Christmas gifts for science geeks (like me!)

December 5th, 2010 | Categories: just for fun, physics, Science, walking randomly | Tags:

A couple of years ago I wrote an article called Christmas gifts for math geeks and it has proven to be quite popular so I decided to write a follow up.  As I started thinking about what I might include, however, I started to realise that I had produced a list for science geeks instead.  So, here it is – my recommendations for gifts for the scientist in your life.

Mathematica 8 Home Edition – This is the full version of Mathematica, possibly my favourite piece of mathematical computer software, at the extremely low price of 195 pounds + VAT.  I know what you are thinking ‘Over 200 quid is not an extremely low price.’ and I would tend to agree.  It is, however, very good value since a commercial license costs several thousand pounds and Mathematica is as good as MATLAB with a whole slew of toolboxes.  Mathematica is possibly the most feature complete piece of mathematical software available today and is infinitely better than any dedicated graphical calculator.
Mathematica 8 logo

Bigtrak – I don’t have a Bigtrak but I used to have one back in the 1980s.  Is the science geek in your life into computers and 30-40 years old?  If so then there is a distinct possibility that their first foray into the world of computer programming was with a Bigtrak back when they were 8 or so – I mean, this thing can even do loops!  This isn’t identical to the original but it is a very close facsimile and would be great for budding computer nerds or their misty eyed old dad.

200-in-1 electronic project lab.  Now this one brings back fond memories for me since it was given to me for my 10th birthday and is probably the reason I studied physics at A-Level since A-Level physics included the study of basic electronics.  I did well in A-Level physics and enjoyed it so I chose theoretical physics for my degree later moving on to a PhD so you could argue that this piece of kit changed my life!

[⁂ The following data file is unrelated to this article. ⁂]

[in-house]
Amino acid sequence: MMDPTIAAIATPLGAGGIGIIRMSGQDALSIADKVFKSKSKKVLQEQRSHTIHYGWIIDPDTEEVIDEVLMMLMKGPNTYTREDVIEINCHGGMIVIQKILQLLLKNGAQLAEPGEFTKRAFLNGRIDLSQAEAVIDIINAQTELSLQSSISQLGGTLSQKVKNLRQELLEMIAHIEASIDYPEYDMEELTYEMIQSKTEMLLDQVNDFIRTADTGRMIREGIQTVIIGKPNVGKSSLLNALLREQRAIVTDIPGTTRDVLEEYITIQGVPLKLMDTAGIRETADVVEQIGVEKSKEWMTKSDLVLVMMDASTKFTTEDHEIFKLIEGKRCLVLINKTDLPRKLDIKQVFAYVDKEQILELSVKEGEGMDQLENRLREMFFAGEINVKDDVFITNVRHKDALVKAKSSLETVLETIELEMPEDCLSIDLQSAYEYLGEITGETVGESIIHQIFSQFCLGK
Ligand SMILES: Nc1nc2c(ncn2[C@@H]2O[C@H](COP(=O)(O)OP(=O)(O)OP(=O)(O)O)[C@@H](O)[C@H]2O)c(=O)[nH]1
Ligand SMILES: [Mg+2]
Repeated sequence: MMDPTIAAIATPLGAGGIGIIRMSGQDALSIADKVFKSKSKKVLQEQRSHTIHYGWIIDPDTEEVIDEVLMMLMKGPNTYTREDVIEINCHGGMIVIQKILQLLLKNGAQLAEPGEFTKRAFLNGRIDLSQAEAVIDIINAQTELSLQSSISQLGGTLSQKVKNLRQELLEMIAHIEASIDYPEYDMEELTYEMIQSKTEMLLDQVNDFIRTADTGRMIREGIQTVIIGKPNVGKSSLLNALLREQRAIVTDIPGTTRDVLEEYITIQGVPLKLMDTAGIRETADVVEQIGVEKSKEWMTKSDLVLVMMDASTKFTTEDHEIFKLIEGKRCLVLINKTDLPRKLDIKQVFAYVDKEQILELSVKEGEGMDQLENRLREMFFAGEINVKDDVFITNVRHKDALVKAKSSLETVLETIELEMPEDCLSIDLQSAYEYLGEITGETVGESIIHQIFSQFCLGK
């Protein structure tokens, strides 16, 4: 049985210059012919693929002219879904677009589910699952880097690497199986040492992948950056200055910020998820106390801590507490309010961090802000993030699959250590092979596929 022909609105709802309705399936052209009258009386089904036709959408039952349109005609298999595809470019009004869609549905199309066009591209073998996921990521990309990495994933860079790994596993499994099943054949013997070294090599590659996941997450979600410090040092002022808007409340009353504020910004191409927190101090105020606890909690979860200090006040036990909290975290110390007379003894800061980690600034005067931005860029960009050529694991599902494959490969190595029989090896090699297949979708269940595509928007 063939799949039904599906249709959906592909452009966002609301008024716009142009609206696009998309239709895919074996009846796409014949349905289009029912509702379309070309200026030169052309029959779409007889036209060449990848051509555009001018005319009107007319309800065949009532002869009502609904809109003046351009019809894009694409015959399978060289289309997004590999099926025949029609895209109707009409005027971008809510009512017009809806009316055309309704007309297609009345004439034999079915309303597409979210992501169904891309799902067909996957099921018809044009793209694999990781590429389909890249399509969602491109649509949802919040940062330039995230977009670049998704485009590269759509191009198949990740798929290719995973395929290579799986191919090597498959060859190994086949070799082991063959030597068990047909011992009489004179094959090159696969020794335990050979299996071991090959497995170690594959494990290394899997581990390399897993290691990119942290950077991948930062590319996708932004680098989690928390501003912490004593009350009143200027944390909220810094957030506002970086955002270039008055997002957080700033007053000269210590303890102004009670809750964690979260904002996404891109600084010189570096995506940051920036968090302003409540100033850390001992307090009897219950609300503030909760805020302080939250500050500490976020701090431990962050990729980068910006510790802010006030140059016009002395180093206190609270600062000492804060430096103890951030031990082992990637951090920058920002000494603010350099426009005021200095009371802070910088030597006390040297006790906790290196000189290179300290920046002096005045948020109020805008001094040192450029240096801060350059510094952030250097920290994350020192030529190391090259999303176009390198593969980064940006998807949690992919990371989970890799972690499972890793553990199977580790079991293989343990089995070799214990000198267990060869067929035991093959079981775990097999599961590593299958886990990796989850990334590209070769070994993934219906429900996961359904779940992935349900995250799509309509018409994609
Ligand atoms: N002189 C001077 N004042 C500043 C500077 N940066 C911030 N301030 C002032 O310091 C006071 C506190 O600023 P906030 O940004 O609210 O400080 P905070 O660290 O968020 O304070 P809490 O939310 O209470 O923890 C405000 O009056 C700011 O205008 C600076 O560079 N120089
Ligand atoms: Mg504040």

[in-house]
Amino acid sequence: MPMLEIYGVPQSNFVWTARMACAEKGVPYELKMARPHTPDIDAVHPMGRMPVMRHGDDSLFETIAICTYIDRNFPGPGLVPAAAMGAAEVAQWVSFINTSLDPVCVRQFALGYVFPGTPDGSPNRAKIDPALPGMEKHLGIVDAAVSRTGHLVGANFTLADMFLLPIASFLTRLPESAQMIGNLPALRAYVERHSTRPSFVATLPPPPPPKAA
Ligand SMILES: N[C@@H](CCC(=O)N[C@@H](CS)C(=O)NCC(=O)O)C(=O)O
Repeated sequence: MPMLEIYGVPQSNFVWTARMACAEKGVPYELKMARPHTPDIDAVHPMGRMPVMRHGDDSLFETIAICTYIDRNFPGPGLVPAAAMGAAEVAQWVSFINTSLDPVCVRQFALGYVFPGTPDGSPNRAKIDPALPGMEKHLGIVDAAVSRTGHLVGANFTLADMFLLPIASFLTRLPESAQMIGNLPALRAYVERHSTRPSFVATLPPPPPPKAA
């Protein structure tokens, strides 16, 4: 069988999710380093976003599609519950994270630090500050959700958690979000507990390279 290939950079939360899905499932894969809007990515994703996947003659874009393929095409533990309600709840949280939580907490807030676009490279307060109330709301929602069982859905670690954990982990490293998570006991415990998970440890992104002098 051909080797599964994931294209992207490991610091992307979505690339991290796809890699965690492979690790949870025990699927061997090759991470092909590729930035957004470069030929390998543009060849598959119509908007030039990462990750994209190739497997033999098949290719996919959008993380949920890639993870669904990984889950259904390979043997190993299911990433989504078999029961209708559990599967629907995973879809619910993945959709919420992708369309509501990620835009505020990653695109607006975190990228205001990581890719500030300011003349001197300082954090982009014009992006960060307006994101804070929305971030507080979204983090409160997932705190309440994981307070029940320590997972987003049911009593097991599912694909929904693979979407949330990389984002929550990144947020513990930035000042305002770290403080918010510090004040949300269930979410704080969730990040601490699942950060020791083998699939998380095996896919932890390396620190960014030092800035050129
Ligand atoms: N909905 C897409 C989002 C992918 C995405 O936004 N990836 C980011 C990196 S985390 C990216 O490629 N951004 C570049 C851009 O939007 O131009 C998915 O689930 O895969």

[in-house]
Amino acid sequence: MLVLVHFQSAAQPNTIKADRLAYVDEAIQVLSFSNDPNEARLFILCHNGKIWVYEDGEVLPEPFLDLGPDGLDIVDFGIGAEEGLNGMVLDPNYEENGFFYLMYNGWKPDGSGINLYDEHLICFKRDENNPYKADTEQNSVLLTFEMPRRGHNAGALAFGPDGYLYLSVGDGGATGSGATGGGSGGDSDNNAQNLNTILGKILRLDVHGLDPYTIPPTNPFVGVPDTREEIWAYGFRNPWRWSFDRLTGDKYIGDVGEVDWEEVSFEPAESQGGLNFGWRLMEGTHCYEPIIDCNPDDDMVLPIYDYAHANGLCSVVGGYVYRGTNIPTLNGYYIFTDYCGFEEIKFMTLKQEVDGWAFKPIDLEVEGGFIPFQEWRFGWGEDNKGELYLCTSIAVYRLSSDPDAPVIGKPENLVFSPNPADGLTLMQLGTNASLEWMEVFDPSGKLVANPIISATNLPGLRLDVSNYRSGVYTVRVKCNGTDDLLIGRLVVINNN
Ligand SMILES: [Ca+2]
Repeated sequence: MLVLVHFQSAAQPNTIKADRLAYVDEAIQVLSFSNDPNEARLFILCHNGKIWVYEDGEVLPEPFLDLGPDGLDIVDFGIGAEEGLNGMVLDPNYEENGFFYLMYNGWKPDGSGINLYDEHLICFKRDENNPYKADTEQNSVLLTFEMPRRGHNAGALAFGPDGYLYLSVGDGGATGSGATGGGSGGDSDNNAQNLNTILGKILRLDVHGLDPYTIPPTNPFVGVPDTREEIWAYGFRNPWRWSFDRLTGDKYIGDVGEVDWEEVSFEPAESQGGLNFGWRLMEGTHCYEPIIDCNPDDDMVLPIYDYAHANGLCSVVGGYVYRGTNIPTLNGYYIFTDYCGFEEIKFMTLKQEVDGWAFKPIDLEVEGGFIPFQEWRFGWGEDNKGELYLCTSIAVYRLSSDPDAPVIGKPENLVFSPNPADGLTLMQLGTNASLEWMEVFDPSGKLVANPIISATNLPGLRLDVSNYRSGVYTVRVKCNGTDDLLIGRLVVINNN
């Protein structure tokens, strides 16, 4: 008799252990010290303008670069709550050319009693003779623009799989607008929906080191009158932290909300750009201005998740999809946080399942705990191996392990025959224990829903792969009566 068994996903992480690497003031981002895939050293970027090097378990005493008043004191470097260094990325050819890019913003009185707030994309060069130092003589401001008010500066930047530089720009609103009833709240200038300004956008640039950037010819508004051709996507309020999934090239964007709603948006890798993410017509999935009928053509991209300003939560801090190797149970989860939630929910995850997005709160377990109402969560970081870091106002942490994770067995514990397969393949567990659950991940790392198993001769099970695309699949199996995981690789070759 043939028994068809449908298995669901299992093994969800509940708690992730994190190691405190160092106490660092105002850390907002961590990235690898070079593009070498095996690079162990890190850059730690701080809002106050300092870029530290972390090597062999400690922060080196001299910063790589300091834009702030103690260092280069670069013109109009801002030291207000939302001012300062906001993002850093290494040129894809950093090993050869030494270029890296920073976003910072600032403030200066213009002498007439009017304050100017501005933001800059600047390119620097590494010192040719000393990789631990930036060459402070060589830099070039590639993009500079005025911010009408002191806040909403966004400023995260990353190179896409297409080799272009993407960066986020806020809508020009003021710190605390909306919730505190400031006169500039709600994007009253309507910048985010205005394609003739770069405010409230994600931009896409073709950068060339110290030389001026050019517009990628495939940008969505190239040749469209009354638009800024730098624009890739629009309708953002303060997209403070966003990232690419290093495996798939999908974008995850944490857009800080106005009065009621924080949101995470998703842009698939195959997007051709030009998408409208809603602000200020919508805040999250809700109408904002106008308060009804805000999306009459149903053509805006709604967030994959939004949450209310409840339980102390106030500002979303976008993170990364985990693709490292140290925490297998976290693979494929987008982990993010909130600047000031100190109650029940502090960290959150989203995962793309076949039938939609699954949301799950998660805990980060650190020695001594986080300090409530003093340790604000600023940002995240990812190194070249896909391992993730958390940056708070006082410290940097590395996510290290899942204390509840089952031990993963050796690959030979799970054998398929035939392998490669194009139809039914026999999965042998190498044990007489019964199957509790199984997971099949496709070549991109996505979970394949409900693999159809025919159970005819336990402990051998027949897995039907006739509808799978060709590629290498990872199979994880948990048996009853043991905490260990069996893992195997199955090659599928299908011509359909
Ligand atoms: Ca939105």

I was overjoyed when I discovered that it was still being sold and was immensely pleased when I received it as a birthday present once again when I was 28.

The first thing you need to know about this wonderful piece of kit is that it requires no soldering; you wire up all of the components using bendy little springs – nothing could be more simple.  There is also no need to be able to read schematic diagrams (although this can be a great way to learn how to) since each spring is numbered so producing your own AM radio transmitter can be as simple as joining spring 1 to spring 10 to spring 53 and so on.

The practical upshot of all of this is that you can approach this thing at a variety of levels.  In the first instance you can just have fun building and playing with the various circuits which include things like a crystal set radio, a Morse code transmitter, a light detector, a sound detector and basic electronic games.  Once you’ve got that out of your system you can start to learn the basics of electronics if you wish.

I have since discovered 300 in 1 and even 500 in 1 electronic project labs which look great and all but this is the one that will forever be in my heart.

Wonders of the Solar System – I have always loved (although never practised) astronomy and avidly followed the adventures of Voyagers 1 and 2 when I was small.  Since then, modern space probes such as Cassini-Huygens, Galileo and Mars Odyssey have added more to our knowledge of our astronomical backyard  and we now know a tremendous amount about the solar system.  In this series, Brian Cox of the University of Manchester takes us on a grand-tour around the solar system.  The imagery is fantastic, Cox’s enthusiasm is infectious and the science is awesome.  Yep, I quite like this DVD :)

2011 ‘Lightning Calculation’ calendar – Ron Doerfler writes a blog called Dead Reckonings that specialises in the lost arts of the mathematical sciences.  Last year he designed a 2010 Graphical Computing calendar and made the designs available for free to allow you to print your own.  Centred around ancient computing devices called nomograms, the calendar was beautiful and after Ron very kindly sent me a copy, I encouraged him to make a version that he could sell.  Well, I guess he took my advice because Ron is back with a 2011 calendar with the theme of ‘Lightning Calculations’ and this time he is selling it from

Since Ron is an all round nice guy, he also offers a high resolution pdf of the calendar to allow you to print it off yourself but personally I plan on showing my support by putting an order in with  Nice work Ron!

2011 math calendar

  1. Matt C
    December 7th, 2010 at 19:50
    Reply | Quote | #1

    What about your geek book list?

  2. Connor
    December 8th, 2010 at 23:20
    Reply | Quote | #2

    Another item along the lines of the electronics kit is an Arduino starter pack of sorts. They’re a little more open ended, if you don’t mind the expense of parts & getting your hands dirty with some code. I’ve been tinkering with one lately, and it’s quite fun to rig up different ideas quickly!